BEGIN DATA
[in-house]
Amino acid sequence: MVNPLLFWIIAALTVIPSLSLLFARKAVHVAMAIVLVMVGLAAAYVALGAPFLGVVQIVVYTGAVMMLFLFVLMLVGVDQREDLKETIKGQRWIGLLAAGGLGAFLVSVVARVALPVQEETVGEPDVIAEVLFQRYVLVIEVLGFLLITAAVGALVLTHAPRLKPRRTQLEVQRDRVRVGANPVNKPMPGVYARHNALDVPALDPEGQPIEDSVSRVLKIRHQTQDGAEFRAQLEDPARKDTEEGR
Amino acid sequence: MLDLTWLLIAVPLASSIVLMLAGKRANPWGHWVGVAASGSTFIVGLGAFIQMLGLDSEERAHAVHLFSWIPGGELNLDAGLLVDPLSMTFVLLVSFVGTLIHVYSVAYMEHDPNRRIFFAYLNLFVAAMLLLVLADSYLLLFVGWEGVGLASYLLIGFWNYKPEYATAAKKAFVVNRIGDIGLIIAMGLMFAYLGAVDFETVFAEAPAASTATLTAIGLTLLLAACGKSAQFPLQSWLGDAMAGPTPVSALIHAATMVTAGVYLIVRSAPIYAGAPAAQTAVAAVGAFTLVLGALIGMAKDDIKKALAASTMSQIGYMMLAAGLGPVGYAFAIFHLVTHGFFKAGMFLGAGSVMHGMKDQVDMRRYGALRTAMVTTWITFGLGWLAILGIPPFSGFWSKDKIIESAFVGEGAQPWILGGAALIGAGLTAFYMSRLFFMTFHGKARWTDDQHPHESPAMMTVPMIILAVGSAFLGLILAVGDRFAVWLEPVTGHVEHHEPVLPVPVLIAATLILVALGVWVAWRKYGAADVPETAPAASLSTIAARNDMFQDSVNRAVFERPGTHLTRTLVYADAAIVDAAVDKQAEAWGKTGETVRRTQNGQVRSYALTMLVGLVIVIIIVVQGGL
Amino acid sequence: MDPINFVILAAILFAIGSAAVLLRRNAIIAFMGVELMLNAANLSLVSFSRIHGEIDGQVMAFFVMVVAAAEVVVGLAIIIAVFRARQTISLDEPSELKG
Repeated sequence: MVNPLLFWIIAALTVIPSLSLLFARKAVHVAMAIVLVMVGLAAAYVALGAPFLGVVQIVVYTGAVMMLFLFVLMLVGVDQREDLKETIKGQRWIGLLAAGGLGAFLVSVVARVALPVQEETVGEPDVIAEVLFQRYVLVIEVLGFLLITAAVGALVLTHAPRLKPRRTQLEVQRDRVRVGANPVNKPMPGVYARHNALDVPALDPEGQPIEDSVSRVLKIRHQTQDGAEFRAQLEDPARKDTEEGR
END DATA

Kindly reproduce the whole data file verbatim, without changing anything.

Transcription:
[in-house]
Amino acid sequence: MVNPLLFWIIAALTVIPSLSLLFARKAVHVAMAIVLVMVGLAAAYVALGAPFLGVVQIVVYTGAVMMLFLFVLMLVGVDQREDLKETIKGQRWIGLLAAGGLGAFLVSVVARVALPVQEETVGEPDVIAEVLFQRYVLVIEVLGFLLITAAVGALVLTHAPRLKPRRTQLEVQRDRVRVGANPVNKPMPGVYARHNALDVPALDPEGQPIEDSVSRVLKIRHQTQDGAEFRAQLEDPARKDTEEGR
Amino acid sequence: MLDLTWLLIAVPLASSIVLMLAGKRANPWGHWVGVAASGSTFIVGLGAFIQMLGLDSEERAHAVHLFSWIPGGELNLDAGLLVDPLSMTFVLLVSFVGTLIHVYSVAYMEHDPNRRIFFAYLNLFVAAMLLLVLADSYLLLFVGWEGVGLASYLLIGFWNYKPEYATAAKKAFVVNRIGDIGLIIAMGLMFAYLGAVDFETVFAEAPAASTATLTAIGLTLLLAACGKSAQFPLQSWLGDAMAGPTPVSALIHAATMVTAGVYLIVRSAPIYAGAPAAQTAVAAVGAFTLVLGALIGMAKDDIKKALAASTMSQIGYMMLAAGLGPVGYAFAIFHLVTHGFFKAGMFLGAGSVMHGMKDQVDMRRYGALRTAMVTTWITFGLGWLAILGIPPFSGFWSKDKIIESAFVGEGAQPWILGGAALIGAGLTAFYMSRLFFMTFHGKARWTDDQHPHESPAMMTVPMIILAVGSAFLGLILAVGDRFAVWLEPVTGHVEHHEPVLPVPVLIAATLILVALGVWVAWRKYGAADVPETAPAASLSTIAARNDMFQDSVNRAVFERPGTHLTRTLVYADAAIVDAAVDKQAEAWGKTGETVRRTQNGQVRSYALTMLVGLVIVIIIVVQGGL
Amino acid sequence: MDPINFVILAAILFAIGSAAVLLRRNAIIAFMGVELMLNAANLSLVSFSRIHGEIDGQVMAFFVMVVAAAEVVVGLAIIIAVFRARQTISLDEPSELKG
Repeated sequence: MVNPLLFWIIAALTVIPSLSLLFARKAVHVAMAIVLVMVGLAAAYVALGAPFLGVVQIVVYTGAVMMLFLFVLMLVGVDQREDLKETIKGQRWIGLLAAGGLGAFLVSVVARVALPVQEETVGEPDVIAEVLFQRYVLVIEVLGFLLITAAVGALVLTHAPRLKPRRTQLEVQRDRVRVGANPVNKPMPGVYARHNALDVPALDPEGQPIEDSVSRVLKIRHQTQDGAEFRAQLEDPARKDTEEGR